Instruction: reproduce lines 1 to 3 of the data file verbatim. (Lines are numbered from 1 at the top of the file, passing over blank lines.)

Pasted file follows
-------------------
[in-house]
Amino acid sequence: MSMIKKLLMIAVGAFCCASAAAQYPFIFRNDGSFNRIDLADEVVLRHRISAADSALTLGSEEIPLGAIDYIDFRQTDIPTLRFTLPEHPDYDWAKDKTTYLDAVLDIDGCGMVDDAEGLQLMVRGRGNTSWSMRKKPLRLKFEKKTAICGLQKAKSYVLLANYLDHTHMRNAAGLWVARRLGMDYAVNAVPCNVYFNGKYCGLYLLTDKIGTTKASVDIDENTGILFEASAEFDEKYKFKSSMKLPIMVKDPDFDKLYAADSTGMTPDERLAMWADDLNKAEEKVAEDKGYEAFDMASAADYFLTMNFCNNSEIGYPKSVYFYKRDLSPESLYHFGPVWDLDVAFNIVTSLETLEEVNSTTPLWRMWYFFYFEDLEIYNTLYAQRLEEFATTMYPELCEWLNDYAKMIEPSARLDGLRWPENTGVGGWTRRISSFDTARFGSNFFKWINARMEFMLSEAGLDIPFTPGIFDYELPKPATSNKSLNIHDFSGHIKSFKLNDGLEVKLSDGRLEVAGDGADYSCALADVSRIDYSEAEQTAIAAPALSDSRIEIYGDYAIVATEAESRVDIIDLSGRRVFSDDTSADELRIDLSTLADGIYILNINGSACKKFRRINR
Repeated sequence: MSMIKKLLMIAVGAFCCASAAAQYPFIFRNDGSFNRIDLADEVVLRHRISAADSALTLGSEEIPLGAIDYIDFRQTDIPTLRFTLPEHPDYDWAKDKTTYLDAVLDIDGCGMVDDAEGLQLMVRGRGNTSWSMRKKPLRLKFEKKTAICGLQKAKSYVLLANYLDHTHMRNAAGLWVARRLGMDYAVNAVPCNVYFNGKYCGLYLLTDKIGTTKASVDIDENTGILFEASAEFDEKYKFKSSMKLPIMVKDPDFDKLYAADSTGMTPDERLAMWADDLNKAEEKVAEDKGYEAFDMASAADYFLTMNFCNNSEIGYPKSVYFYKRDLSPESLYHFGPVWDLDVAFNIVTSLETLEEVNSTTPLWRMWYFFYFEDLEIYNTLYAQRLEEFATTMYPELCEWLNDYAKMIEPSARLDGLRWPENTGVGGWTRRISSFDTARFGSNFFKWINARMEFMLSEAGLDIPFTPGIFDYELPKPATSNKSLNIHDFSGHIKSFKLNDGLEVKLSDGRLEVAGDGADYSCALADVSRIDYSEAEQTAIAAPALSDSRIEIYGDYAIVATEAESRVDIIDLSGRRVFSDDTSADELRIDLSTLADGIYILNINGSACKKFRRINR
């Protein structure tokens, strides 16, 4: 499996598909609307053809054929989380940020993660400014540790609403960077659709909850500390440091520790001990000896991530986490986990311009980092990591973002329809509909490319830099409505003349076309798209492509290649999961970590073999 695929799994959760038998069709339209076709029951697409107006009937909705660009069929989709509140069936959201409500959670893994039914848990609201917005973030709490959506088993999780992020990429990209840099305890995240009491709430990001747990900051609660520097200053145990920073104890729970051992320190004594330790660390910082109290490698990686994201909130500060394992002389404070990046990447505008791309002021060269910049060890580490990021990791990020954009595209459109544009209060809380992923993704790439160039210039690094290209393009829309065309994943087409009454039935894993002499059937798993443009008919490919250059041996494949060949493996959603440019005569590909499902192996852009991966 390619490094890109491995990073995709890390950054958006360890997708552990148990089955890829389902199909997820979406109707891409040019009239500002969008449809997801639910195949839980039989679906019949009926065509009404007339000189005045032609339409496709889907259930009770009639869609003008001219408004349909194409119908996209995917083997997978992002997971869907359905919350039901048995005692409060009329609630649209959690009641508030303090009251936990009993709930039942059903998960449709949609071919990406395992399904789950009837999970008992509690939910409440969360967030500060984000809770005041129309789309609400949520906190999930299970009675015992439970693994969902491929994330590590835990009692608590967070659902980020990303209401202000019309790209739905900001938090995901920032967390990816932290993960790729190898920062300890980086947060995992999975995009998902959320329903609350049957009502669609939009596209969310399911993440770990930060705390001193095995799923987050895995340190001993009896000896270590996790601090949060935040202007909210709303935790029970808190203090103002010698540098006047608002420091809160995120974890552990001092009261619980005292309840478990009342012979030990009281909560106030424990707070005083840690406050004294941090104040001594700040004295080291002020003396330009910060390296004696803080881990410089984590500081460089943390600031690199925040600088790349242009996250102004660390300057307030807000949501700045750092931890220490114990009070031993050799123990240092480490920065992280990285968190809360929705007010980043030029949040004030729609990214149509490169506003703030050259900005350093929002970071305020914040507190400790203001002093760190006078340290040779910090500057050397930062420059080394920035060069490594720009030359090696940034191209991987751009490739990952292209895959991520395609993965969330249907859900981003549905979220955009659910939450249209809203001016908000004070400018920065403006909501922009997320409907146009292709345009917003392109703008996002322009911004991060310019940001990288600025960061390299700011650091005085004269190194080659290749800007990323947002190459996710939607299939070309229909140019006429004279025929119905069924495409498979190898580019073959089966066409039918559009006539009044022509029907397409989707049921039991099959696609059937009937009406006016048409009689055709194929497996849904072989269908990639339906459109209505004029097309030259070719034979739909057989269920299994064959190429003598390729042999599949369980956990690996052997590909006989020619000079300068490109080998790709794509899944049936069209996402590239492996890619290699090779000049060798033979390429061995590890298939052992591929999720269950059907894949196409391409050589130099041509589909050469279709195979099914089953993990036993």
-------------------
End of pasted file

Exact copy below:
[in-house]
Amino acid sequence: MSMIKKLLMIAVGAFCCASAAAQYPFIFRNDGSFNRIDLADEVVLRHRISAADSALTLGSEEIPLGAIDYIDFRQTDIPTLRFTLPEHPDYDWAKDKTTYLDAVLDIDGCGMVDDAEGLQLMVRGRGNTSWSMRKKPLRLKFEKKTAICGLQKAKSYVLLANYLDHTHMRNAAGLWVARRLGMDYAVNAVPCNVYFNGKYCGLYLLTDKIGTTKASVDIDENTGILFEASAEFDEKYKFKSSMKLPIMVKDPDFDKLYAADSTGMTPDERLAMWADDLNKAEEKVAEDKGYEAFDMASAADYFLTMNFCNNSEIGYPKSVYFYKRDLSPESLYHFGPVWDLDVAFNIVTSLETLEEVNSTTPLWRMWYFFYFEDLEIYNTLYAQRLEEFATTMYPELCEWLNDYAKMIEPSARLDGLRWPENTGVGGWTRRISSFDTARFGSNFFKWINARMEFMLSEAGLDIPFTPGIFDYELPKPATSNKSLNIHDFSGHIKSFKLNDGLEVKLSDGRLEVAGDGADYSCALADVSRIDYSEAEQTAIAAPALSDSRIEIYGDYAIVATEAESRVDIIDLSGRRVFSDDTSADELRIDLSTLADGIYILNINGSACKKFRRINR
Repeated sequence: MSMIKKLLMIAVGAFCCASAAAQYPFIFRNDGSFNRIDLADEVVLRHRISAADSALTLGSEEIPLGAIDYIDFRQTDIPTLRFTLPEHPDYDWAKDKTTYLDAVLDIDGCGMVDDAEGLQLMVRGRGNTSWSMRKKPLRLKFEKKTAICGLQKAKSYVLLANYLDHTHMRNAAGLWVARRLGMDYAVNAVPCNVYFNGKYCGLYLLTDKIGTTKASVDIDENTGILFEASAEFDEKYKFKSSMKLPIMVKDPDFDKLYAADSTGMTPDERLAMWADDLNKAEEKVAEDKGYEAFDMASAADYFLTMNFCNNSEIGYPKSVYFYKRDLSPESLYHFGPVWDLDVAFNIVTSLETLEEVNSTTPLWRMWYFFYFEDLEIYNTLYAQRLEEFATTMYPELCEWLNDYAKMIEPSARLDGLRWPENTGVGGWTRRISSFDTARFGSNFFKWINARMEFMLSEAGLDIPFTPGIFDYELPKPATSNKSLNIHDFSGHIKSFKLNDGLEVKLSDGRLEVAGDGADYSCALADVSRIDYSEAEQTAIAAPALSDSRIEIYGDYAIVATEAESRVDIIDLSGRRVFSDDTSADELRIDLSTLADGIYILNINGSACKKFRRINR